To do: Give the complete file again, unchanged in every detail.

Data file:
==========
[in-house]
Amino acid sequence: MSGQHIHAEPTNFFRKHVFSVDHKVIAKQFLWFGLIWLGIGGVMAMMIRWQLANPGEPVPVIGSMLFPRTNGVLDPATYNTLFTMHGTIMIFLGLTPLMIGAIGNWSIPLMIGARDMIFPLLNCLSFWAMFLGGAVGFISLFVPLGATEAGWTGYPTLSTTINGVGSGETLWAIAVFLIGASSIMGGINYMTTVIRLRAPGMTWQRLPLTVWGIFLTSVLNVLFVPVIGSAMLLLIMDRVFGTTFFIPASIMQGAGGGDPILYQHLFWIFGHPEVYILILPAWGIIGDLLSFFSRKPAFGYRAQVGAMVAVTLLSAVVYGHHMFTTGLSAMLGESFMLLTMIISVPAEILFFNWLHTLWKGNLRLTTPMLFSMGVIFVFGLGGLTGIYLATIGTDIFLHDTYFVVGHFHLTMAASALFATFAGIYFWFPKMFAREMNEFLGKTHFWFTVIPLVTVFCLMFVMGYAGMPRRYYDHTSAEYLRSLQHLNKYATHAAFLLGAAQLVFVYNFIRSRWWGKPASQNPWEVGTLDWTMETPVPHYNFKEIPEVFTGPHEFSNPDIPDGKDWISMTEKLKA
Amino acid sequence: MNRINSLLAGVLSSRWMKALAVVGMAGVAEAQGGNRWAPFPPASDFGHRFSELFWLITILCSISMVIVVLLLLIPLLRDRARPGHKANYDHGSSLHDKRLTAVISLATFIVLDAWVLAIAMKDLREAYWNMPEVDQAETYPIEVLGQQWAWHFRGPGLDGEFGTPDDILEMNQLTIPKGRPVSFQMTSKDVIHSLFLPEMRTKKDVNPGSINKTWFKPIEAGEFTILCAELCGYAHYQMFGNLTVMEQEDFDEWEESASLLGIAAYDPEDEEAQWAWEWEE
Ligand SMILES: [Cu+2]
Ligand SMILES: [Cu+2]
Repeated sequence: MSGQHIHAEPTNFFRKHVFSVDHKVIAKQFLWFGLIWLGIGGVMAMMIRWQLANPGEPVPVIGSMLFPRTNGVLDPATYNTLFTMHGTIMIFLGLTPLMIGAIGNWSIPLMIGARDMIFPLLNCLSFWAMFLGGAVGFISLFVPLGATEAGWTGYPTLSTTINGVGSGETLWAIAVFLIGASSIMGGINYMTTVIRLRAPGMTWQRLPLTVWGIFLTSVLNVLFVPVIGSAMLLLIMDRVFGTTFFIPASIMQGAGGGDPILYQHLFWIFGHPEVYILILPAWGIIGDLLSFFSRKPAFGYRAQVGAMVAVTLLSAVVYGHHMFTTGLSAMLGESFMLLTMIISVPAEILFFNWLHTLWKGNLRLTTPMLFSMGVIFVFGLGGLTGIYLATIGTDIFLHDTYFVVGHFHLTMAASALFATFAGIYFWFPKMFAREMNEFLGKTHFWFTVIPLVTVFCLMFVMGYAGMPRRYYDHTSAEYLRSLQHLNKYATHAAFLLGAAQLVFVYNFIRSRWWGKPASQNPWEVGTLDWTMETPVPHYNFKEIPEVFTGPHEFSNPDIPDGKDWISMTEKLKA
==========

[in-house]
Amino acid sequence: MSGQHIHAEPTNFFRKHVFSVDHKVIAKQFLWFGLIWLGIGGVMAMMIRWQLANPGEPVPVIGSMLFPRTNGVLDPATYNTLFTMHGTIMIFLGLTPLMIGAIGNWSIPLMIGARDMIFPLLNCLSFWAMFLGGAVGFISLFVPLGATEAGWTGYPTLSTTINGVGSGETLWAIAVFLIGASSIMGGINYMTTVIRLRAPGMTWQRLPLTVWGIFLTSVLNVLFVPVIGSAMLLLIMDRVFGTTFFIPASIMQGAGGGDPILYQHLFWIFGHPEVYILILPAWGIIGDLLSFFSRKPAFGYRAQVGAMVAVTLLSAVVYGHHMFTTGLSAMLGESFMLLTMIISVPAEILFFNWLHTLWKGNLRLTTPMLFSMGVIFVFGLGGLTGIYLATIGTDIFLHDTYFVVGHFHLTMAASALFATFAGIYFWFPKMFAREMNEFLGKTHFWFTVIPLVTVFCLMFVMGYAGMPRRYYDHTSAEYLRSLQHLNKYATHAAFLLGAAQLVFVYNFIRSRWWGKPASQNPWEVGTLDWTMETPVPHYNFKEIPEVFTGPHEFSNPDIPDGKDWISMTEKLKA
Amino acid sequence: MNRINSLLAGVLSSRWMKALAVVGMAGVAEAQGGNRWAPFPPASDFGHRFSELFWLITILCSISMVIVVLLLLIPLLRDRARPGHKANYDHGSSLHDKRLTAVISLATFIVLDAWVLAIAMKDLREAYWNMPEVDQAETYPIEVLGQQWAWHFRGPGLDGEFGTPDDILEMNQLTIPKGRPVSFQMTSKDVIHSLFLPEMRTKKDVNPGSINKTWFKPIEAGEFTILCAELCGYAHYQMFGNLTVMEQEDFDEWEESASLLGIAAYDPEDEEAQWAWEWEE
Ligand SMILES: [Cu+2]
Ligand SMILES: [Cu+2]
Repeated sequence: MSGQHIHAEPTNFFRKHVFSVDHKVIAKQFLWFGLIWLGIGGVMAMMIRWQLANPGEPVPVIGSMLFPRTNGVLDPATYNTLFTMHGTIMIFLGLTPLMIGAIGNWSIPLMIGARDMIFPLLNCLSFWAMFLGGAVGFISLFVPLGATEAGWTGYPTLSTTINGVGSGETLWAIAVFLIGASSIMGGINYMTTVIRLRAPGMTWQRLPLTVWGIFLTSVLNVLFVPVIGSAMLLLIMDRVFGTTFFIPASIMQGAGGGDPILYQHLFWIFGHPEVYILILPAWGIIGDLLSFFSRKPAFGYRAQVGAMVAVTLLSAVVYGHHMFTTGLSAMLGESFMLLTMIISVPAEILFFNWLHTLWKGNLRLTTPMLFSMGVIFVFGLGGLTGIYLATIGTDIFLHDTYFVVGHFHLTMAASALFATFAGIYFWFPKMFAREMNEFLGKTHFWFTVIPLVTVFCLMFVMGYAGMPRRYYDHTSAEYLRSLQHLNKYATHAAFLLGAAQLVFVYNFIRSRWWGKPASQNPWEVGTLDWTMETPVPHYNFKEIPEVFTGPHEFSNPDIPDGKDWISMTEKLKA